29. Action Potential • Refractory periods • Absolute • About 1 mSec, cannot fire again. • Due to time-activated gate in Na+ channels. • Relative • About 5-10 mSec, can fire again with more stimulation. • Due to undershoot.

  30. Action Potential • Firing rate limited to about 1000 Hz • Due to absolute refractory period • Firing rate varies with stimulation, but almost never ceases entirely • Non-quiet presynaptic neurons • Random molecular motion • Mechanical forces • Ionic leakage through nerve wall

  31. Synapse • The space between the terminal button of a presynaptic nerve and a dendrite, dendritic spine, soma or axon of the postsynaptic cell.

  32. Synapse

  33. Synaptic Transmission • The neurotransmitter diffuses across the synapse and binds to receptors on the postsynaptic nerve dendrites. • When enough stimulation has been received, the postsynaptic nerve fires an AP. • Presynaptic autoreceptors limit neurotransmitter release. • Excess neurotransmitter is destroyed or reuptaken into the presynaptic nerve.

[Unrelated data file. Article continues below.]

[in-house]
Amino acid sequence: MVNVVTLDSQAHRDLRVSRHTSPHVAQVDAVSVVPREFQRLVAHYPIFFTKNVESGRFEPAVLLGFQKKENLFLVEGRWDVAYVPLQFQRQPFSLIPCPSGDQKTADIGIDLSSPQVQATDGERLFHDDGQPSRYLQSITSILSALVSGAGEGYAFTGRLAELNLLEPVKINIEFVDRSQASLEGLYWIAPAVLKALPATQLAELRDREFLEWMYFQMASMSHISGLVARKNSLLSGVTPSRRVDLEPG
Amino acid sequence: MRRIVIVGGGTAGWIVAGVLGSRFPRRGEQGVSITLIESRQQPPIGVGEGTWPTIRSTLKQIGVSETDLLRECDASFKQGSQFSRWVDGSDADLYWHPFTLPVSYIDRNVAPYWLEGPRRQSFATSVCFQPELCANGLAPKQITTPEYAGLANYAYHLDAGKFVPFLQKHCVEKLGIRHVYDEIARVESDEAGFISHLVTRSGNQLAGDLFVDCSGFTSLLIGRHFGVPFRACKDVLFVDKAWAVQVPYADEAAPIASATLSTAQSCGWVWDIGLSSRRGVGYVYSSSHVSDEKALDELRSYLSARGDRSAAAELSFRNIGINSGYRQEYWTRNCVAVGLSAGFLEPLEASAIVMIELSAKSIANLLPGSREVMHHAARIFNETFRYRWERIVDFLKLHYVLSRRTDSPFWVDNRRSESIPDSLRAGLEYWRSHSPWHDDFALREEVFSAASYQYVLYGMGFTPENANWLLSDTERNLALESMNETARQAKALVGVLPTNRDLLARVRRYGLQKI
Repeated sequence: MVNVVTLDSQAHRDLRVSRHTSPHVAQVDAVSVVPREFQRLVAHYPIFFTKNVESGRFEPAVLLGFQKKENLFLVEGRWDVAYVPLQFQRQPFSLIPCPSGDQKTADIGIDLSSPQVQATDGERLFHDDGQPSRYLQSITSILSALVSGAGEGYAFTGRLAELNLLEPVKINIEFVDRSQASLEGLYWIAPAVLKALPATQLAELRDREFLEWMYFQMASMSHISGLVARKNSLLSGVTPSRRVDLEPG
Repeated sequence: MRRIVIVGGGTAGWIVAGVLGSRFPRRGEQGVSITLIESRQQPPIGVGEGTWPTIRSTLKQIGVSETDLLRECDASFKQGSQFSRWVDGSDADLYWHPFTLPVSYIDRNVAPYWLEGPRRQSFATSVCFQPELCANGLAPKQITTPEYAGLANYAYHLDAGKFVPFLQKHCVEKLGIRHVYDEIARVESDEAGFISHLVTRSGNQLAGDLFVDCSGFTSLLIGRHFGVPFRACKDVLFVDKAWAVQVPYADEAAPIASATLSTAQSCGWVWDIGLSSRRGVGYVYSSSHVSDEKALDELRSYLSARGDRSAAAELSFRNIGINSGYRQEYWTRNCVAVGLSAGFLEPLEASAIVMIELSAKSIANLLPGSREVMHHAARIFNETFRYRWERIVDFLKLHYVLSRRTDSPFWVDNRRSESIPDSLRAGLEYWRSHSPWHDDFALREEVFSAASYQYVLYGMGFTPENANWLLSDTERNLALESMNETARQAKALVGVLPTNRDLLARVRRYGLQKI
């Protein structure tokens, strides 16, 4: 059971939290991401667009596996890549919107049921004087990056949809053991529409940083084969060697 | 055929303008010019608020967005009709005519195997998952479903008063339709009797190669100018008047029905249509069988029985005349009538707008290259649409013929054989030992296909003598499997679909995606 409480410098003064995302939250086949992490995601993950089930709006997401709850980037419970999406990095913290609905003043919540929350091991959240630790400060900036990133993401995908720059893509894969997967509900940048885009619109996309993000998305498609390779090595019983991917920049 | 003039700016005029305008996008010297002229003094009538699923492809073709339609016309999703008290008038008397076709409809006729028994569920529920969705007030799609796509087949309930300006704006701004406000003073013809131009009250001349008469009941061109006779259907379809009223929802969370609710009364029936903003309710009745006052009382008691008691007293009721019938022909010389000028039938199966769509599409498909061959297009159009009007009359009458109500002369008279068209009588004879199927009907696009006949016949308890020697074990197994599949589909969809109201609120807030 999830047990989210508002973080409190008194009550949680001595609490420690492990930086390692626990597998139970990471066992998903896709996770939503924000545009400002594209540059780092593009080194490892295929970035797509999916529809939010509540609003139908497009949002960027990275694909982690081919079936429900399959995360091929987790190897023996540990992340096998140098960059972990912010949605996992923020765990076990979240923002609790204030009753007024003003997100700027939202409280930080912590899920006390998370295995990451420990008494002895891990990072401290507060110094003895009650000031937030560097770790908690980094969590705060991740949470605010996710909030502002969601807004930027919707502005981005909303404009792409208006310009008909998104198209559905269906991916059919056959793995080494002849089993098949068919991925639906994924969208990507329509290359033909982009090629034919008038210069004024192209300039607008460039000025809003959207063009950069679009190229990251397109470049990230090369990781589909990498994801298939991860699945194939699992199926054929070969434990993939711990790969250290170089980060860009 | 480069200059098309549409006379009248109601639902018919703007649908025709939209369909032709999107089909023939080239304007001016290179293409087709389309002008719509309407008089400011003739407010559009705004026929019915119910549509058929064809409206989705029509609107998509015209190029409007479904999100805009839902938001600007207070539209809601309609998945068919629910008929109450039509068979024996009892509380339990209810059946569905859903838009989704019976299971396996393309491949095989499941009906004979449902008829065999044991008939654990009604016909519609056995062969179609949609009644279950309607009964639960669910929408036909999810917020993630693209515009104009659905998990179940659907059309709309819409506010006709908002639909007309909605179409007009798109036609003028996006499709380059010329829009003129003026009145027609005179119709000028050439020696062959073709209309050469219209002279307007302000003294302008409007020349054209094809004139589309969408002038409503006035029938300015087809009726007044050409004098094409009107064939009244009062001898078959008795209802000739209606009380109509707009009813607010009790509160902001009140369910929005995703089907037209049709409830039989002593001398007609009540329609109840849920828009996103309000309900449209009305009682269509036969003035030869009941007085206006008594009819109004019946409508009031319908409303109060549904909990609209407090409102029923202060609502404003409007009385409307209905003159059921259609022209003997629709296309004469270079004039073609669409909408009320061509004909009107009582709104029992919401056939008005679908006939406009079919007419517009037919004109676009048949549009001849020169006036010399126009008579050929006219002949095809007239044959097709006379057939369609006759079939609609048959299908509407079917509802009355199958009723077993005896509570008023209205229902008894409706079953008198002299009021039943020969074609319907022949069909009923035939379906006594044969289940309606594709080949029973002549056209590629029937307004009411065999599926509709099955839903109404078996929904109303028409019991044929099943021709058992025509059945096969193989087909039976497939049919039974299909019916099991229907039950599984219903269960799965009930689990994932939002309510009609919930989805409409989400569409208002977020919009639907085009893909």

34. Synaptic Transmission • “Something” opens receptor Na+ channels • Neurotransmitters • From presynaptic cell • Very localized action • Neuromodulators • From nearby cells • Local area, longer term action • Hormones • Transported via blood, not neurons • Systemic, long term action

  35. Synaptic Transmission • Inhibition • Similar to how opening Na+ channels allows the nerve to depolarize towards threshold, inhibitory channels allow negative ions to enter and hyperpolarize the cell, moving potential farther away from the threshold. • Usually opens Cl- channels • GABA, Serotonin (5-HT), etc.

  36. Synaptic Transmission • Excitory Post- Inhibitory Post-Synaptic Potential Synaptic Potential EPSP IPSP

  37. Synaptic Transmission • Excitatory and Inhibitory Inputs • Sum spatially and temporally. • Many thousands of inputs usually necessary to reach threshold.

  38. Action Potential • Conduction Velocity • The larger, the faster! • < 1 m/s for small, unmyelinated neurons • > 50 m/s in large myelinated neurons